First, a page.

Both Progress and Pain in Fight to Reduce Homelessness During Pandemic

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Socially distanced homeless encampment at San Francisco's Civic Center
An aerial view shows squares painted on the ground to encourage people living in tents to maintain social distancing at a city-sanctioned encampment across from City Hall in San Francisco last year. Photo: Josh Edelson / AFP via Getty Images

One year ago, officials in California — home to half the nation’s unsheltered people — were confronted with the complex public health challenge of preventing a nightmarish pandemic scenario from erupting in population centers. Since then, the resulting efforts to address the lack of housing in large cities during the COVID-19 crisis have had successes and reversals while setting the stage for longer-lasting progress to reduce homelessness.

Essential CoverageIn a March 2 commentary in JAMA: The Journal of the American Medical Association that accompanied a new California study, authors Joshua Barocas, MD, and Esther Choo, MD, MPH, said the pandemic made “homelessness unignorable.” COVID-19, they wrote, “brought the responsibility for housing squarely into the hands of health practitioners.”

When the pandemic erupted last year, there were grave concerns that COVID-19 would spread across the homeless population and not be contained. Existing shelters — unable to meet demand before the pandemic — responded by cutting capacity, exacerbating the problem further.

In San Francisco, entrenched challenges with people experiencing homelessness quickly worsened. That was most evident in the city’s Tenderloin neighborhood. “Makeshift shelters and overflowing carts are in constant conflict with pedestrians for six feet of space,” reporter Vivian Ho wrote in The Guardian nearly a year ago. “Passing through sometimes means pushing through crowds, weaving around camp debris, blankets, and waste as flies bounce off face coverings.” Likewise, around that time in Sacramento, the city’s three largest encampments of people experiencing homelessness resembled the “images Dorothea Lange took of homeless camps along the same river in 1936 for the Farm Security Administration,” journalist Dale Maharidge wrote in The Nation.

Project Roomkey Succeeds in San Francisco

The JAMA study, which evaluated the impact of Project Roomkey in San Francisco, demonstrated the public health benefits of providing stable housing and services to those who need them most, Amina Khan reported in the Los Angeles Times. Launched in April 2020, Project Roomkey was a collaborative effort between cities, counties, and the state to lease 15,000 motel and hotel rooms to house unsheltered people. It was also the nation’s first effort to use Federal Emergency Management Agency funding to offer thousands of unsheltered people temporary housing. The research was led by Jonathan D. Fuchs, MD, MPH, of the San Francisco Department of Public Health.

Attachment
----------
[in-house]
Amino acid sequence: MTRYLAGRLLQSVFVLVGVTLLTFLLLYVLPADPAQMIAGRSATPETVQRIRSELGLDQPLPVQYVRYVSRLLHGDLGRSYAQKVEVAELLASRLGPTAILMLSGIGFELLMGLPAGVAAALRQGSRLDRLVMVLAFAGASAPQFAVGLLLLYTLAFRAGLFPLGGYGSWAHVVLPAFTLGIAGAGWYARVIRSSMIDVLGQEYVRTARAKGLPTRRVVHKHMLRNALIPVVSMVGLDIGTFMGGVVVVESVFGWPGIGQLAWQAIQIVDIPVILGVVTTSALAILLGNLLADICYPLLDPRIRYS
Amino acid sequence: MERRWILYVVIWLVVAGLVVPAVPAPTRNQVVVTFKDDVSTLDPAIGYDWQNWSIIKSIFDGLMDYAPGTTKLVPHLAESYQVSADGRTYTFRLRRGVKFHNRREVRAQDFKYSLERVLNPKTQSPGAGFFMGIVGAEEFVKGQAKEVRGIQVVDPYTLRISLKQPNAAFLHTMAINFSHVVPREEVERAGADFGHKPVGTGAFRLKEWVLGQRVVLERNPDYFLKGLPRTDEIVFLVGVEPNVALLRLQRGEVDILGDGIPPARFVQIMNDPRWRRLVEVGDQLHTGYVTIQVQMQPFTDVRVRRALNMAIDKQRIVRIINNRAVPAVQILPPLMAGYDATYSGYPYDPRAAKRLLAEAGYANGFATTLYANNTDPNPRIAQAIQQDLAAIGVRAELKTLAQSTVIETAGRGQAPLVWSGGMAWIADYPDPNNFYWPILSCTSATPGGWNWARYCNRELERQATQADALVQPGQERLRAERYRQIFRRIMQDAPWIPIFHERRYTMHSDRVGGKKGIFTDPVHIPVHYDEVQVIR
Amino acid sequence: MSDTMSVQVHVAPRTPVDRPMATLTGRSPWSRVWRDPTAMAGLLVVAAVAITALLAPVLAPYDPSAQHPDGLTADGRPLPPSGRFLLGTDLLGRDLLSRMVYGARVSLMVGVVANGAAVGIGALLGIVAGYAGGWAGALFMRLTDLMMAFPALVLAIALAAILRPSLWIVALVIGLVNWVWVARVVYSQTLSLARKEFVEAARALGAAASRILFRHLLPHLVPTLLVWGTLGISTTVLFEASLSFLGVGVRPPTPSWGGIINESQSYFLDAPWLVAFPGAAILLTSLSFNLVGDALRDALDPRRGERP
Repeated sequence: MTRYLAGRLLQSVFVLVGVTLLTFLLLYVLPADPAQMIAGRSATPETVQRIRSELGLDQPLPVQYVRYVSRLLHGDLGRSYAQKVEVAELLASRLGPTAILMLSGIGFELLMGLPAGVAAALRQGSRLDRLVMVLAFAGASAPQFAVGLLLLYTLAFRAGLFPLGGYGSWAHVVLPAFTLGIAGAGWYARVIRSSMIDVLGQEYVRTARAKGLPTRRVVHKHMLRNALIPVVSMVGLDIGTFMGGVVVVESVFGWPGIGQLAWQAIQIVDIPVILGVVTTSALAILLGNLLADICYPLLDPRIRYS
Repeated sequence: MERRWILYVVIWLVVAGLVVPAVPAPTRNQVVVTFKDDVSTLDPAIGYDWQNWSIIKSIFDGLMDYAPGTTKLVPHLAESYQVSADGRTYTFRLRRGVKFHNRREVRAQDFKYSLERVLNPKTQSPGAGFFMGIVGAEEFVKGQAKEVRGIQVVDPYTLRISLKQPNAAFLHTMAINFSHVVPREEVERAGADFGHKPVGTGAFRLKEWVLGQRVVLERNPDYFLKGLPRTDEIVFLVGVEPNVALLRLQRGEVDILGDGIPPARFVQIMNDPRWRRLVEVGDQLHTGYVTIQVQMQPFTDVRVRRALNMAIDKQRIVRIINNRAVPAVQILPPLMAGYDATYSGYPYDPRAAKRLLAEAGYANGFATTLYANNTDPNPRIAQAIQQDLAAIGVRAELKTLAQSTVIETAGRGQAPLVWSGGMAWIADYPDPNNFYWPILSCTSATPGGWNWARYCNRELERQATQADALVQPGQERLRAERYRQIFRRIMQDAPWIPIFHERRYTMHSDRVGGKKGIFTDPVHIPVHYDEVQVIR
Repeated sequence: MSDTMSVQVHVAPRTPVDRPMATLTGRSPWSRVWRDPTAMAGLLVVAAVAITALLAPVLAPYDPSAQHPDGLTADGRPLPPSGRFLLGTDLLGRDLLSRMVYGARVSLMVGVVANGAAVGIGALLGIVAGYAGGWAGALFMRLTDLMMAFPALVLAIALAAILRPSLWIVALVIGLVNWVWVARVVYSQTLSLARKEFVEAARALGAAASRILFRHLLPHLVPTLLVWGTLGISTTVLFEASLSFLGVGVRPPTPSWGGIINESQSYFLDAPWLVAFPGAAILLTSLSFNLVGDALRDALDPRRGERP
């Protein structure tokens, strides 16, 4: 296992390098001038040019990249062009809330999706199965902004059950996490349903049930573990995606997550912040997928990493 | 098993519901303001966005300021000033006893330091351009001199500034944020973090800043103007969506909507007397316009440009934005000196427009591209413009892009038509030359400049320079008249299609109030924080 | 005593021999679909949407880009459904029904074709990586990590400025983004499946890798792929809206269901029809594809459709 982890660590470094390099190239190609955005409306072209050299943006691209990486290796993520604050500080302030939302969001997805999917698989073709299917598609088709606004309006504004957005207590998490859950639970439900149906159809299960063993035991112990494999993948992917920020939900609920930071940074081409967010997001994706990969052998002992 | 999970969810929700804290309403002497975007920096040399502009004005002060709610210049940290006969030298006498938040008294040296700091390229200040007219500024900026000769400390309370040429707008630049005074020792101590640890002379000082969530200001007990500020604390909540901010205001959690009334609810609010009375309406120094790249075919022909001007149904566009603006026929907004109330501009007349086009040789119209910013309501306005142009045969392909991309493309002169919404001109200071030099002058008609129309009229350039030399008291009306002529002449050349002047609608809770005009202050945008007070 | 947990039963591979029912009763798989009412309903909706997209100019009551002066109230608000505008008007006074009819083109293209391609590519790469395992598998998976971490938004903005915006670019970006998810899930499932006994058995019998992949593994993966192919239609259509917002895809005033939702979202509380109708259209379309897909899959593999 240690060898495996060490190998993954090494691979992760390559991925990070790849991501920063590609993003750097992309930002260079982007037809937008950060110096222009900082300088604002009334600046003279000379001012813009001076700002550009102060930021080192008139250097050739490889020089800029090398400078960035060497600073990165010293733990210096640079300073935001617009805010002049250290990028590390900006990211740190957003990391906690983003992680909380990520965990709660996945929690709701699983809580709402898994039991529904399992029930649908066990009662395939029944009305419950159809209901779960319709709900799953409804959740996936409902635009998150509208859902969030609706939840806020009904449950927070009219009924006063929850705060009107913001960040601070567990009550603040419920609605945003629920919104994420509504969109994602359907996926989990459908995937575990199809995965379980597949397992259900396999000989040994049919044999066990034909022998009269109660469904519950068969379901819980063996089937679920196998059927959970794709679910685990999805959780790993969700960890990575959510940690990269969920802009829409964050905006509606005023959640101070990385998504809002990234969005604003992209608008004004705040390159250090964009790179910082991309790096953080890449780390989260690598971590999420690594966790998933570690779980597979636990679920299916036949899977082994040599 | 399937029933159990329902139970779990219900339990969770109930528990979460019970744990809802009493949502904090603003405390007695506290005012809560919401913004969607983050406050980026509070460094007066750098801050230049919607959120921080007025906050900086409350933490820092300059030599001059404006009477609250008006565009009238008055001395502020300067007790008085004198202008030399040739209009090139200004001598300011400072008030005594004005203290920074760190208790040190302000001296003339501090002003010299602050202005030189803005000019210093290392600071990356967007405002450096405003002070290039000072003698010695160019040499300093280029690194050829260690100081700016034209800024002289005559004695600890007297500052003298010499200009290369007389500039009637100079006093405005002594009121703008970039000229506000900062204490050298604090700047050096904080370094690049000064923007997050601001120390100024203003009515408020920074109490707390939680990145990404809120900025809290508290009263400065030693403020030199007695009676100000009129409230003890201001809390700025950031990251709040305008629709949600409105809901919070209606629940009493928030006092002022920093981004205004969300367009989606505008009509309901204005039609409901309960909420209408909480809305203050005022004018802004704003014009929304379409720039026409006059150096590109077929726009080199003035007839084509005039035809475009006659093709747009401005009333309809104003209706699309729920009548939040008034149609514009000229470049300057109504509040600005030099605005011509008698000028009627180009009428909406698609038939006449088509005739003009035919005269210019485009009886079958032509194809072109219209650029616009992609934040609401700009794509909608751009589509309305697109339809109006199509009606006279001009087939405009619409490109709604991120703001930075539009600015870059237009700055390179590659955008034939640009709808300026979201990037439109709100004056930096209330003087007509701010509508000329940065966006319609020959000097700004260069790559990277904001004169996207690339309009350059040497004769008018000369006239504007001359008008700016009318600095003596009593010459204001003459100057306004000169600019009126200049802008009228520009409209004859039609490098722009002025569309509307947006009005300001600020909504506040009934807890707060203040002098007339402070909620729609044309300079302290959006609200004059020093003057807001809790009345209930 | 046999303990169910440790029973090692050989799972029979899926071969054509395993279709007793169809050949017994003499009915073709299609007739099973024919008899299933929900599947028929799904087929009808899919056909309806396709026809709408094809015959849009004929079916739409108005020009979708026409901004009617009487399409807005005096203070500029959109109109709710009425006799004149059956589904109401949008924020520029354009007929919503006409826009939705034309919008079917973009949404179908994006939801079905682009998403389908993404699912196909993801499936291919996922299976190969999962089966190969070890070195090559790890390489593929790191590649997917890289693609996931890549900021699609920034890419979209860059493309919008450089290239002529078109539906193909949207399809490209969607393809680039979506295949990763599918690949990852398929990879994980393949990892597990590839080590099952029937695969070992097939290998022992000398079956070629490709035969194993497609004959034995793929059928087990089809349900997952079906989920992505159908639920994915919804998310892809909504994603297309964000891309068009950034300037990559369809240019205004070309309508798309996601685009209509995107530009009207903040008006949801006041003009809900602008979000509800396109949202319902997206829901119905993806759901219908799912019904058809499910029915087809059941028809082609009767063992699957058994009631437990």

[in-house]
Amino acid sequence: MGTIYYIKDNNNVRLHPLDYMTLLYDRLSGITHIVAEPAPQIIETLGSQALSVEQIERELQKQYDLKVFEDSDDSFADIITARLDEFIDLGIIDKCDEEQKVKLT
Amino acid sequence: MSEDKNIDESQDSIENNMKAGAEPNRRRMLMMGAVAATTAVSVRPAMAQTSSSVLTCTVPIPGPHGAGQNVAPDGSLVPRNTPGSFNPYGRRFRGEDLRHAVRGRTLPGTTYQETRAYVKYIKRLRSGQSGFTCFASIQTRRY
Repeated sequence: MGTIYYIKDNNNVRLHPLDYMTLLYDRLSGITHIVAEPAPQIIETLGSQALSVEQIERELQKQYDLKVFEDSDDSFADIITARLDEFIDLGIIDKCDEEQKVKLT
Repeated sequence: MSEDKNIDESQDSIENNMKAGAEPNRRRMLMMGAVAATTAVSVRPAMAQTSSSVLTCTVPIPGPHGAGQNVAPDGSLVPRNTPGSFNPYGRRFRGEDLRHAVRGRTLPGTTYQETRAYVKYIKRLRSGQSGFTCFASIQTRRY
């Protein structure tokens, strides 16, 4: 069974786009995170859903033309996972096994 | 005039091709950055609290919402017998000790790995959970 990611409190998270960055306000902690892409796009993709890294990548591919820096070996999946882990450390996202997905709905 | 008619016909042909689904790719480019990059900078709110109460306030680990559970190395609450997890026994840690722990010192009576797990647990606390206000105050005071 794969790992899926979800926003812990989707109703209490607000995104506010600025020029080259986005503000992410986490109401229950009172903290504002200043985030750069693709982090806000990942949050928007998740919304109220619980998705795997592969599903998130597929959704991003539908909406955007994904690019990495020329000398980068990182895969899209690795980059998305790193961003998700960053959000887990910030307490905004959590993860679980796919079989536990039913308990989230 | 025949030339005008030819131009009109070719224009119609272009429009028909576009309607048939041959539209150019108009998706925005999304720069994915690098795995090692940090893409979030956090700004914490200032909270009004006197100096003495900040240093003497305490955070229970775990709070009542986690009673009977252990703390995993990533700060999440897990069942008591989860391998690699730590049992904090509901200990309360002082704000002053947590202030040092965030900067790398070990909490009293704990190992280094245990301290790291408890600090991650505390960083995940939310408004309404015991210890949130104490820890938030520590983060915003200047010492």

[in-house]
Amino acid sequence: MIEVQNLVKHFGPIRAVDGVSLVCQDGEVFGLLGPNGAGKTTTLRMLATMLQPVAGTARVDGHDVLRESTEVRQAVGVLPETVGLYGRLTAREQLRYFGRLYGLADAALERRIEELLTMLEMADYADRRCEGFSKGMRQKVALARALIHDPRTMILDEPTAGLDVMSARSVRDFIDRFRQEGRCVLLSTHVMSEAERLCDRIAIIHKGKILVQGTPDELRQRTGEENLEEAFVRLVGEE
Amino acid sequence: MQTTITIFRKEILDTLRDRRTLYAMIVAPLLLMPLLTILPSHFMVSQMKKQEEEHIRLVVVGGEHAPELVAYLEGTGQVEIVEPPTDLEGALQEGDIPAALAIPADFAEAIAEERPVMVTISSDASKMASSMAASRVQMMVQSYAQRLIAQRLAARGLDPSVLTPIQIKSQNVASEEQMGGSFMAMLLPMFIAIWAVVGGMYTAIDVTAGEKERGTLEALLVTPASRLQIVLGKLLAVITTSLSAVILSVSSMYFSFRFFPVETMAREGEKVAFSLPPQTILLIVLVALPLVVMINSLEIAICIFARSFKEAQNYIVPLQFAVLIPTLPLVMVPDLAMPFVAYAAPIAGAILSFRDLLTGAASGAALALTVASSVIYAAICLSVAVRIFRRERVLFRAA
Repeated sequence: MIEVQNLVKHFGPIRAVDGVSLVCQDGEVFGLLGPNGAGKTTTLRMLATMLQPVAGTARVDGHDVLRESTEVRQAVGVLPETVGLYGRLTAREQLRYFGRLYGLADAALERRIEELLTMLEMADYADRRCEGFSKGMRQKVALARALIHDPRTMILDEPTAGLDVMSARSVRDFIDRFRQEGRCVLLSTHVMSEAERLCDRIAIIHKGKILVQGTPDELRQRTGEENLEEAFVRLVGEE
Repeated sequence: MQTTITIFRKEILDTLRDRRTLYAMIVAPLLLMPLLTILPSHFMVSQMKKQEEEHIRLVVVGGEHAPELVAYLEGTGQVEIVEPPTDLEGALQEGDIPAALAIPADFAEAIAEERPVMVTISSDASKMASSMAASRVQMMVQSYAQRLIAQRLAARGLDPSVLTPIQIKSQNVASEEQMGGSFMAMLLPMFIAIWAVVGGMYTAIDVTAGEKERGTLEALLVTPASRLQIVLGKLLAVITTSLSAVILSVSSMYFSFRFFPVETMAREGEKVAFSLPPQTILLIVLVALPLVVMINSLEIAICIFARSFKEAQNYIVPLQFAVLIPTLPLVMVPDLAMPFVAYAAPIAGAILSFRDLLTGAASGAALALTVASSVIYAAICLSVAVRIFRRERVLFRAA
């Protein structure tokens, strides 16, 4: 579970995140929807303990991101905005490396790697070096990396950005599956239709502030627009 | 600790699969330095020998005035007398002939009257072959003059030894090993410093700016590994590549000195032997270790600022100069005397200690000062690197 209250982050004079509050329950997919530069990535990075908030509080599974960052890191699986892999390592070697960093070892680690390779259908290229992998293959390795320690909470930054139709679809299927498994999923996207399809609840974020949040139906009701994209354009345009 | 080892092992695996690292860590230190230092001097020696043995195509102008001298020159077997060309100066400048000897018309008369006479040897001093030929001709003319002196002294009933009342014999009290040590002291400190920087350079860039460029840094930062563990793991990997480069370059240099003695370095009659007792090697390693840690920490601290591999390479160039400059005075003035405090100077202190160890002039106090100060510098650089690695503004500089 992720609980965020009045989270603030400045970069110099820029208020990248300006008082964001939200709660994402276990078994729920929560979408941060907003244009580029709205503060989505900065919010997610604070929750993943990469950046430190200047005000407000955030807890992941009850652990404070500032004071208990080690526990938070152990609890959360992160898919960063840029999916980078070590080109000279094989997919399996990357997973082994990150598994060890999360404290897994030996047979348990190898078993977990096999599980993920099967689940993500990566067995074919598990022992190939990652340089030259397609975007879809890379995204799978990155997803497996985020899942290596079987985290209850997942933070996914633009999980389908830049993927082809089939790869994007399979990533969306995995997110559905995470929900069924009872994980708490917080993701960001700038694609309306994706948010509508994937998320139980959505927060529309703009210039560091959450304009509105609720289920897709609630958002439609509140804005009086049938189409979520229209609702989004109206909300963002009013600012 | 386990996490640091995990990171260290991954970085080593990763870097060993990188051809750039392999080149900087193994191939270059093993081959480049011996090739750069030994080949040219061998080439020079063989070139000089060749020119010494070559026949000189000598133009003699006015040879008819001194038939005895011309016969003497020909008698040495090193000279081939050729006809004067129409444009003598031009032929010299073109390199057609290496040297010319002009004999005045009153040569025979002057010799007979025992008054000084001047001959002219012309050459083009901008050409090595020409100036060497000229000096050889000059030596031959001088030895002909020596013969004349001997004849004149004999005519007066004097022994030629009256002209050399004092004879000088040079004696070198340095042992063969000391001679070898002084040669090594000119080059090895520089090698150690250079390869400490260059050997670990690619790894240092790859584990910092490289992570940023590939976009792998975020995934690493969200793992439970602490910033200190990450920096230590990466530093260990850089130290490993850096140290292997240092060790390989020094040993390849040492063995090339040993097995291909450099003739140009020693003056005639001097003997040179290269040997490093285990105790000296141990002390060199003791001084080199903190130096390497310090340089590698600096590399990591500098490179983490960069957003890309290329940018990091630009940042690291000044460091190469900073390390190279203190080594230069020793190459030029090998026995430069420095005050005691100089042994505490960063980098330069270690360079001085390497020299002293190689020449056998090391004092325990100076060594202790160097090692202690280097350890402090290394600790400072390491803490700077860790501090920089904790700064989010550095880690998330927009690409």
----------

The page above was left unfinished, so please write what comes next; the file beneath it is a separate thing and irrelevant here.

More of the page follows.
The study included about 1,000 unsheltered people who were offered a motel room and regular access to a team of doctors, nurses, and behavioral health specialists. About 80% completed their entire recommended quarantine period, suggesting that these hotels prevented some viral transmission from entering San Francisco and freed up significant capacity at Zuckerberg San Francisco General Hospital, Annika Hom and Joe Eskenazi reported for Mission Local. People who were housed in the hotels were offered hygiene kits, access to laundry, accommodations for their pets. Diapers and formula were provided for small children.

These efforts likely led to the program’s success, Barocas and Choo said. “This study suggests that both individual and public health outcomes are improved, when people have access to resources that meet a broad variety of needs, recognize them as whole people, and provide support to address social determinants of health.”

“What they did makes absolute sense to me,” Miriam Komaromy, MD, a specialist in addiction medicine at Boston Medical Center who was not involved in the JAMA study, told Khan. Komaromy has run a project similar to Project Roomkey in Boston. “I think it’s what needs to happen in communities around the country.”

In addition to Project Roomkey, San Francisco has made other concerted efforts to shelter the homeless if permanent options weren’t available. Sanctioned tent camps, or “safe sleeping villages,” such as one a block from City Hall, have provided cover and allowed unhoused people to practice social distancing.

Safe Sleeping Villages

Gwendolyn Westbrook is the homelessness service provider whose efforts inspired the idea of safe sleeping villages. She created an encampment in the city’s historically Black Bayview neighborhood after city officials ordered her to reduce the number of beds from 53 to 25 in the shelter she ran, the United Council of Human Services. The past year has also “shown us the togetherness we must have in order to succeed. We’re going to fight to keep what we got,” Westbrook told Ho of The Guardian in an article last week. “We’re going to keep our people in this neighborhood, and it doesn’t matter who’s going to like it,” she said.